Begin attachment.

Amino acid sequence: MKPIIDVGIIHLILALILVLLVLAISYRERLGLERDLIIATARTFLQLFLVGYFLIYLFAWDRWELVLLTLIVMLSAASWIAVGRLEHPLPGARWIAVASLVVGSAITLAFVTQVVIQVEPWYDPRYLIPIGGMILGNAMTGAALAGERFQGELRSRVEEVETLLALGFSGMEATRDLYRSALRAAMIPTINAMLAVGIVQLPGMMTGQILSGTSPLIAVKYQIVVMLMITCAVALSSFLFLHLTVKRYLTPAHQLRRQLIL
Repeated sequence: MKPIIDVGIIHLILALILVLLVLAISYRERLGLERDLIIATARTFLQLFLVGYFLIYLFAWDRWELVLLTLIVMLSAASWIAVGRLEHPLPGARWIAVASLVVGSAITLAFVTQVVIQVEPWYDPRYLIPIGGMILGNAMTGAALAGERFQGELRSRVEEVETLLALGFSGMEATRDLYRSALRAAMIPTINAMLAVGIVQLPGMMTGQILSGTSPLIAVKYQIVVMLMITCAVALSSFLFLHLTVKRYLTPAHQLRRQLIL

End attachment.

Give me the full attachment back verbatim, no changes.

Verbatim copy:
Amino acid sequence: MKPIIDVGIIHLILALILVLLVLAISYRERLGLERDLIIATARTFLQLFLVGYFLIYLFAWDRWELVLLTLIVMLSAASWIAVGRLEHPLPGARWIAVASLVVGSAITLAFVTQVVIQVEPWYDPRYLIPIGGMILGNAMTGAALAGERFQGELRSRVEEVETLLALGFSGMEATRDLYRSALRAAMIPTINAMLAVGIVQLPGMMTGQILSGTSPLIAVKYQIVVMLMITCAVALSSFLFLHLTVKRYLTPAHQLRRQLIL
Repeated sequence: MKPIIDVGIIHLILALILVLLVLAISYRERLGLERDLIIATARTFLQLFLVGYFLIYLFAWDRWELVLLTLIVMLSAASWIAVGRLEHPLPGARWIAVASLVVGSAITLAFVTQVVIQVEPWYDPRYLIPIGGMILGNAMTGAALAGERFQGELRSRVEEVETLLALGFSGMEATRDLYRSALRAAMIPTINAMLAVGIVQLPGMMTGQILSGTSPLIAVKYQIVVMLMITCAVALSSFLFLHLTVKRYLTPAHQLRRQLIL